Diabetes mellitus has been known to be a state of excess generation of free radicals which are contributed by several mechanisms, including hyperglycaemia and a defective antioxidant status, which causes oxidative stress. The data of the present study revealed a depleted level of the extracellular antioxidant status in the type 2 diabetics, regardless of any complications, in favour of an oxidative stress in such patients. These results were in agreement with those of previous studies (4), (13), which demonstrated a strong association between poor glycaemic control and the depletion of the protective antioxidant defence mechanisms in diabetes mellitus. In the present study, all the diabetic patients were poorly controlled, as was indicated by their high glucose and HbA1C levels. In addition to this, dyslipidaemia, which we observed in the present study, was in agreement with the findings of other studies (5), (14). These findings are not surprising, because long-term hyperglycaemia causes generalized vascular endothelial damage, which reduces functional lipoprotein lipase, leading to an increase in Tgl and a decrease in HDL-C (14).

The studies on Lp (a) are quite significant and show a higher incidence of coronary artery disease (CAD), with elevated Lp (a) levels in T2DM. Solfrizzi et al (2002) (15) suggested that the elevated Lp (a) levels did not appear to be an independent predictor of CAD, but that they were a risk factor only in the subjects with type 2 diabetes. In the present study, the Lp (a) levels were found to be significantly higher in the study group than in the controls. However, the mean plasma Lp (a) levels were still in the normal range in the study group. This observation was in agreement with the findings of Singla et al (2009) ((16) who reported that there was a strong association between the Lp (a) levels and T2DM. Heller et al (1993) (17) suggested that hyperinsulinaemia could be a causal factor for the increase in the Lp (a) levels in T2DM. Similarly, Wolffenbuttel et al (1993) (18) also reported that the Lp (a) levels were elevated in diabetics as compared to the non-diabetic subjects of similar age. They also reported that the changes in insulin had no correlation with the degrees of metabolic control and the changes in the Lp (a) levels. However, it was not possible to draw a definite conclusion on this finding with our results, as we had not measured the effect of glycaemic control on Lp (a). However, higher Lp (a) levels were found to be associated with the diabetic complications, which could further enhance the cardiovascular complications (19) and hence, lower the Lp (a) levels should be considered in type 2 diabetic patients without cardiovascular complications.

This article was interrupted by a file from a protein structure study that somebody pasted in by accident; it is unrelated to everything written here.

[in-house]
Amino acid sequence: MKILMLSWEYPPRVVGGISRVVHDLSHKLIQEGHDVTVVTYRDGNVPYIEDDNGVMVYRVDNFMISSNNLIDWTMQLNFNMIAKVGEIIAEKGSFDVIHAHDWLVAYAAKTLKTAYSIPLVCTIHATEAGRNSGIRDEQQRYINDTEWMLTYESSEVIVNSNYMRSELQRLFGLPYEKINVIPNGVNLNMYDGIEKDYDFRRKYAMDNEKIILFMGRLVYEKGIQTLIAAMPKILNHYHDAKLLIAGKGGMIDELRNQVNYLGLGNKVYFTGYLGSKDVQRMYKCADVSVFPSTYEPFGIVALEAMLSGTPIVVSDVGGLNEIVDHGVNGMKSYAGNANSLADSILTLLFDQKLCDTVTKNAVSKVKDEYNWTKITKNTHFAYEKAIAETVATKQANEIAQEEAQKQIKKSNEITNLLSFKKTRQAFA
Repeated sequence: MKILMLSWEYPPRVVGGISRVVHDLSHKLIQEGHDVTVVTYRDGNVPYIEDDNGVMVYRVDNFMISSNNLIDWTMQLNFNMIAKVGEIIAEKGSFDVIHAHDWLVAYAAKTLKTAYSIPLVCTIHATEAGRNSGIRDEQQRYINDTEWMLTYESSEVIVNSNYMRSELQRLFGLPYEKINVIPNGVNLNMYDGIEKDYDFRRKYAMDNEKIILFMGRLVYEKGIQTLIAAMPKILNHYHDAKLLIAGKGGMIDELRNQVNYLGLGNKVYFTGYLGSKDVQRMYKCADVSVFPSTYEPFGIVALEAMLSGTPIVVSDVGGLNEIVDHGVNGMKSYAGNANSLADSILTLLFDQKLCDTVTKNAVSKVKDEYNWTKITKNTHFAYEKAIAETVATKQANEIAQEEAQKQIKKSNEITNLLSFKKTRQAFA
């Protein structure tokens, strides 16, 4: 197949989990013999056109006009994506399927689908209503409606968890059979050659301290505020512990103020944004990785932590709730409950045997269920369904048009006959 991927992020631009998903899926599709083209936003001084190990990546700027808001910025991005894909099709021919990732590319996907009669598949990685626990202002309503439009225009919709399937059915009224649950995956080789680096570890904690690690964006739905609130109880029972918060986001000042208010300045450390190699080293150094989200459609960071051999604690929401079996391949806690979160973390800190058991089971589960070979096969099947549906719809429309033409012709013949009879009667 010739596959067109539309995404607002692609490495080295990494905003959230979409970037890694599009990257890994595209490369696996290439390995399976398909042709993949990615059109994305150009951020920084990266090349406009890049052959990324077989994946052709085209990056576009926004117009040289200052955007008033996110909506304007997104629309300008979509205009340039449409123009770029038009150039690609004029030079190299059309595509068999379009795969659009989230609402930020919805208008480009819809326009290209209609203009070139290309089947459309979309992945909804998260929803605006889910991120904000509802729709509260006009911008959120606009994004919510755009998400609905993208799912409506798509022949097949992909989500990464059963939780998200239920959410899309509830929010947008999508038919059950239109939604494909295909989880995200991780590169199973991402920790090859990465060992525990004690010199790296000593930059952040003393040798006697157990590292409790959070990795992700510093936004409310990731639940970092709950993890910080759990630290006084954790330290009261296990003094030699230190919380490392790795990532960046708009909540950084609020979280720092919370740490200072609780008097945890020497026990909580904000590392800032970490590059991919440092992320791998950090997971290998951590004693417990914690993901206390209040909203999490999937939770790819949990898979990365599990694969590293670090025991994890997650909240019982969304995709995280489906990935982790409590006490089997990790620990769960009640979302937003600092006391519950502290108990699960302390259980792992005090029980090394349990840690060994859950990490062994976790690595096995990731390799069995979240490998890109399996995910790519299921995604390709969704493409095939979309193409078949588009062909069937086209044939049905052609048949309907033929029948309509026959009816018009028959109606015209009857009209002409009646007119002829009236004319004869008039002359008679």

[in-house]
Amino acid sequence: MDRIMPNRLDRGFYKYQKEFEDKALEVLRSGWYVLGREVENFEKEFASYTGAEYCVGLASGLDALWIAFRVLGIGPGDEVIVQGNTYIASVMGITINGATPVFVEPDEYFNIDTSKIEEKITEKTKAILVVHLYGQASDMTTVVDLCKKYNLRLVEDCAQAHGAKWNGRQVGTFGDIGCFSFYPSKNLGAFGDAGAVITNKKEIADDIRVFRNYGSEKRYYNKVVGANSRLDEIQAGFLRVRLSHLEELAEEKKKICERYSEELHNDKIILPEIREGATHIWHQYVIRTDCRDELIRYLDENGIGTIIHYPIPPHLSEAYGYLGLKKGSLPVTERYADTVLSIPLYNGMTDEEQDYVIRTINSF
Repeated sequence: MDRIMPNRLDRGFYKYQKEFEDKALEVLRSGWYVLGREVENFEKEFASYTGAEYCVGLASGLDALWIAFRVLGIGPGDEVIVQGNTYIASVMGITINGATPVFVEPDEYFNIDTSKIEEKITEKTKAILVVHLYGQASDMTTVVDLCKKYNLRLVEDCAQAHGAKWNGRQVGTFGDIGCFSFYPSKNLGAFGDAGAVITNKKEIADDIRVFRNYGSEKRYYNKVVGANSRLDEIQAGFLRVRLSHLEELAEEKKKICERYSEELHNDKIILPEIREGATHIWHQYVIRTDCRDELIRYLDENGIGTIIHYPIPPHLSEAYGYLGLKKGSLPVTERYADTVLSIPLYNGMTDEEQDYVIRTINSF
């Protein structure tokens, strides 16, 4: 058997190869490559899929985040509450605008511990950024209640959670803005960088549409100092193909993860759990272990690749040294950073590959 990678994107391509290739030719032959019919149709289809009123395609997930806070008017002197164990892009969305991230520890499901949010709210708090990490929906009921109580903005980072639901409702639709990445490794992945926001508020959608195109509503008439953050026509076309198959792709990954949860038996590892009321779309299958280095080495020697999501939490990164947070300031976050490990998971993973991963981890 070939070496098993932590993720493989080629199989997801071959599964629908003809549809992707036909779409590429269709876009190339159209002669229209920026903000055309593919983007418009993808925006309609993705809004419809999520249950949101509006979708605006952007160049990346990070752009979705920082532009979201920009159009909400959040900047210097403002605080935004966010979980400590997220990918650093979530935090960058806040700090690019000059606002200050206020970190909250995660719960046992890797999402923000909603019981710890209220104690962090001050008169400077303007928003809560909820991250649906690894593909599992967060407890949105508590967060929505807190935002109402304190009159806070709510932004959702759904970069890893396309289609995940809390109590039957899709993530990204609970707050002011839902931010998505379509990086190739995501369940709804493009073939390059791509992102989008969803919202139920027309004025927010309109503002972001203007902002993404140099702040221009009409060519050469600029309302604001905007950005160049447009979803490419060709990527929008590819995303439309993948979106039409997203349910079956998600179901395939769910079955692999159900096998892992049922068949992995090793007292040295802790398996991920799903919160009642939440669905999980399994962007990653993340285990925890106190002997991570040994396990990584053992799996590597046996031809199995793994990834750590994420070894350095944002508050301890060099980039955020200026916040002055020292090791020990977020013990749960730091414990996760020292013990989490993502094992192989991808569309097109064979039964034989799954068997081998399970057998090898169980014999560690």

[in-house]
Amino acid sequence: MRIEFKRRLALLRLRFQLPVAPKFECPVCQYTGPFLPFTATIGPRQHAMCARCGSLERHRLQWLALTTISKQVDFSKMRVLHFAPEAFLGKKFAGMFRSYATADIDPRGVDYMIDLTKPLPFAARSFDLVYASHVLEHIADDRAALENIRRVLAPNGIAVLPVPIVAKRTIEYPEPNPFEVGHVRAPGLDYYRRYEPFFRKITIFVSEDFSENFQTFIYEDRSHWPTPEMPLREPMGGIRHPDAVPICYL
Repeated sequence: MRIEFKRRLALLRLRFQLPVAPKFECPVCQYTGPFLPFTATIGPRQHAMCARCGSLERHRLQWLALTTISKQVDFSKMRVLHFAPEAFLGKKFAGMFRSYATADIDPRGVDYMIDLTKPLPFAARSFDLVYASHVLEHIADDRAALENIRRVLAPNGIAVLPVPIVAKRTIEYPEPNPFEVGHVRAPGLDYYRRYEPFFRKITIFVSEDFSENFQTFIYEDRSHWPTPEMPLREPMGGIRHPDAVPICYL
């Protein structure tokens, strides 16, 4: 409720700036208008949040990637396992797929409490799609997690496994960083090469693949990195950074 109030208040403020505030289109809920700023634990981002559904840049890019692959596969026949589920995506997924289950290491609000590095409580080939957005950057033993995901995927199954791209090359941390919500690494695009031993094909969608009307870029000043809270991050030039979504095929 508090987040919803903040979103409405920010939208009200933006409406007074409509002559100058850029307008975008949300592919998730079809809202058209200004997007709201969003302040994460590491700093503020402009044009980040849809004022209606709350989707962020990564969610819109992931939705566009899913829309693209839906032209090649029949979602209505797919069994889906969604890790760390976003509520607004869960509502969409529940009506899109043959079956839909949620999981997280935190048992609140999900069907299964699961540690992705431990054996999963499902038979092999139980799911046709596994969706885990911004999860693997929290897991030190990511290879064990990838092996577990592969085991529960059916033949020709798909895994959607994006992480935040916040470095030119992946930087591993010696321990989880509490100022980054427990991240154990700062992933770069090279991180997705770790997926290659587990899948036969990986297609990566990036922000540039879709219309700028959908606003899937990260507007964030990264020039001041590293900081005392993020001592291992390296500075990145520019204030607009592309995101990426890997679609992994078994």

So far, the studies on uric acid suggest that uric acid is a plasma antioxidant, followed by vitamin C which stabilizes it in plasma and protects it from oxidation (20). However, the antioxidant property of uric acid has been questioned by recent studies in the exacerbated oxidative state of diabetes and they have demonstrated that uric acid could be related to the development of diabetes. In the present study, we found significantly elevated levels of serum uric acid in the T2DM patients without cardiovascular compilations. Nieto et al (2000) (21) reported that an increase in the serum uric acid in the T2DM patients might therefore reflect a compensatory mechanism to counter the oxidative stress that occurs in these conditions. However, a high level of uric acid does not confer protection and patients with elevated uric acid levels have a greater risk of developing cardiovascular events (22). Similarly, Corry et al (2008) (23) also suggested that uric acid, although it is one of the major antioxidants in the circulation, can induce oxidative stress in a variety of cells, including the vascular smooth muscle cells and thus, mediate the progression of cardiovascular disease (24). A positive association with lipid peroxide which was observed in the present study, may imply that though uric acid was a major plasma antioxidant in the circulation, followed by vitamin C, it could become a strong pro-oxidant in the diabetic state and could be associated with increased free radical formation and lipid peroxidation (20).

It is important to recognize the associations between these risk factors as these do not function in isolation. The association between the parameters which were assessed in this study showed a significant negative correlation of LPO with vitamins C and E, which indicated the depleted antioxidant status with an increased state of oxidative stress (13). Correspondingly, a significant positive correlation of uric acid with LPO and its negative correlation with the antioxidant vitamins may predict a pro-oxidant activity of uric acid apart from its antioxidant property (20) and its association with oxidative stress (9).

From the present study, it may be concluded that type 2 diabetes mellitus without any cardiovascular complications shows significantly elevated Lp (a) and uric acid levels. Further, this study also revealedthe importance of assessing Lp (a) and uric acid in these patients, in addition to the markers of oxidative stress, the antioxidant status and the lipid profiles to enable the formulation of specific therapies for an early intervention and a better management of the disease. However, a major limitation of the present study was the small study population, which warrants further cross-sectional studies by using a larger sample size.

References

1.
International Diabetes Federation (IDF). Diabetes Atlas, 3rd ed., 2007.